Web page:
Ballard embraces dystopian scenarios, including the archetypal non-space often characterised as a deadening feature of late capitalism. But this is not simply a call for nihilism. Ballard’s characters are not disengaged from their world. Rather, they embody a sense of resistance that derives from full immersion, a therapeutic confrontation with the powers of darkness, whereby merging with dystopian alienation negates its power.

This is predicated on concurrency: Ballard’s writing turns objectivity into subjectivity, opens up gaps where there is room for new subjects. His scenarios are what I term ‘affirmative dystopias’, neither straight utopia nor straight dystopia, but an occupant of the interstitial space between them, perpetual oscillation between the poles – the ‘yes or no of the borderzone’, to use a phrase from his work.

Here, dystopia becomes the real utopia, and utopian ideals, typically represented as a stifling of the imagination, the true dystopia. He reinhabits the frame to present a clearinghouse in which corporate and national governance is overthrown and regoverned as a ’state of mind’.

To read and to understand Ballard, then, is to be gloriously, finally liberated.

To James Graham Ballard: thank you.

Links, etc. - there are hundreds of Ballard sites out there but here are a couple I stuck in, for want of anything better or having to look harder:

CBC's rather superficial obit, apparently cribbed from Wikipedia_:
[EDIT: a much better written appreciation of Ballard replaced this shortly afterwards:]

Guardian article on JGB and pop music:

And another reminiscence from V. Vale, co-founder of Re/Search of San Francisco which published a lot of Ballard miscellany (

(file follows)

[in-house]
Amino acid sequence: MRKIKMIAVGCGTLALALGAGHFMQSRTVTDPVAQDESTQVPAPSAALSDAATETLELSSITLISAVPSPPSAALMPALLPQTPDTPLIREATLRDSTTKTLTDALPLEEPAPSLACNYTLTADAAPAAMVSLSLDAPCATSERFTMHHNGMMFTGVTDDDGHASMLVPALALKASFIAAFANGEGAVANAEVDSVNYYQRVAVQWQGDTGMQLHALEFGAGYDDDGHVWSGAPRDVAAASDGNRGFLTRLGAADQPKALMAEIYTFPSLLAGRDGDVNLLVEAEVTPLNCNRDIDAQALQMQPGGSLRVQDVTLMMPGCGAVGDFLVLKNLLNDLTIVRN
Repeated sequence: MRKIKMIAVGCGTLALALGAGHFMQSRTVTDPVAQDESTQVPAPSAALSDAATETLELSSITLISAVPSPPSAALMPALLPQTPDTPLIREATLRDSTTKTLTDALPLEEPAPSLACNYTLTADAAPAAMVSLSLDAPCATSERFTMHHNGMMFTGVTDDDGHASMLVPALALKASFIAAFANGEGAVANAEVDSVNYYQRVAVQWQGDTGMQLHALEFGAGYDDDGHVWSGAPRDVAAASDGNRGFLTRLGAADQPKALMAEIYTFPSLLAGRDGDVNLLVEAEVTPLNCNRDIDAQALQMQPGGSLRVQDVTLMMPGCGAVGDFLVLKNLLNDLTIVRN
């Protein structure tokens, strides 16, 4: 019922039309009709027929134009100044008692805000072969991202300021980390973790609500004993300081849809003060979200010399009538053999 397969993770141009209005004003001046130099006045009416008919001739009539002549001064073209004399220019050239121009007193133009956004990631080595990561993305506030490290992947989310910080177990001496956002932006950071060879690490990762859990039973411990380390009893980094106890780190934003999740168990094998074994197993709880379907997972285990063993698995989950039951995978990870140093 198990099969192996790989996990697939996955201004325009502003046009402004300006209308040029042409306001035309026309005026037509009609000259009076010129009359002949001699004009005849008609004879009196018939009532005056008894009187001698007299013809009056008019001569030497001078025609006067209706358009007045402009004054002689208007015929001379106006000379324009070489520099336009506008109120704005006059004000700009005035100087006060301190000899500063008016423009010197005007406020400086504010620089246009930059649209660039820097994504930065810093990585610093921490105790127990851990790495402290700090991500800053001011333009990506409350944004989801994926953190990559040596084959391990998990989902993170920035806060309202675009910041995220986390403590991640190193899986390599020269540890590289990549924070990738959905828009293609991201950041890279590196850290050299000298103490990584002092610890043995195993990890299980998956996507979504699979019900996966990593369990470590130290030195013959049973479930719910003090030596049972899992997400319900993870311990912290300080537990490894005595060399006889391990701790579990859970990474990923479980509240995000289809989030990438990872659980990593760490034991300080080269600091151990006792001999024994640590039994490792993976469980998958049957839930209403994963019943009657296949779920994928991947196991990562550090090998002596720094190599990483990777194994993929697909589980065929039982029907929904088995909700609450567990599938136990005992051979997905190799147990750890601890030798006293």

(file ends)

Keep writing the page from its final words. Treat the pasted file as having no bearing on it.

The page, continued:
I particularly hate it when “rebels” die — there are already so few of them/us. Sometimes it seems like virtually everyone you meet these days in the world is a slave to the profit motive/capitalist imperative: “What’s the meaning of life?” “To make money!” J.G. Ballard, and another of my relatively recently deceased role models, W.S. Burroughs, both refused to prostitute their writing, and they both refused to shmooze and “network” merely to further their “careers.” Both had a hatred of bourgeois hypocrisy and phony politeness, while at the same time being deeply polite and courteous, almost to a fault …

But for now, let us think of ways to publicly mourn one of the greatest thinkers and poets of the past century. By some irony, “The Complete Short Stories of J.G. Ballard” is reportedly soon to be published in the United States, complete with two additional stories not included in the U.K. edition. Short stories, more than novels, may appropriately suit the trend of the increasingly shorter attention span of the human populace, who demand more flash ads, tiny videos and music quotations as they read their two-minute, two-page articles on the Internet. I suggest that for the next month (or year), readers shut out everything else and read ONLY J.G. Ballard novels, short stories, essays, interviews and reviews. Your mind, language, and outlook are guaranteed to be permanently altered…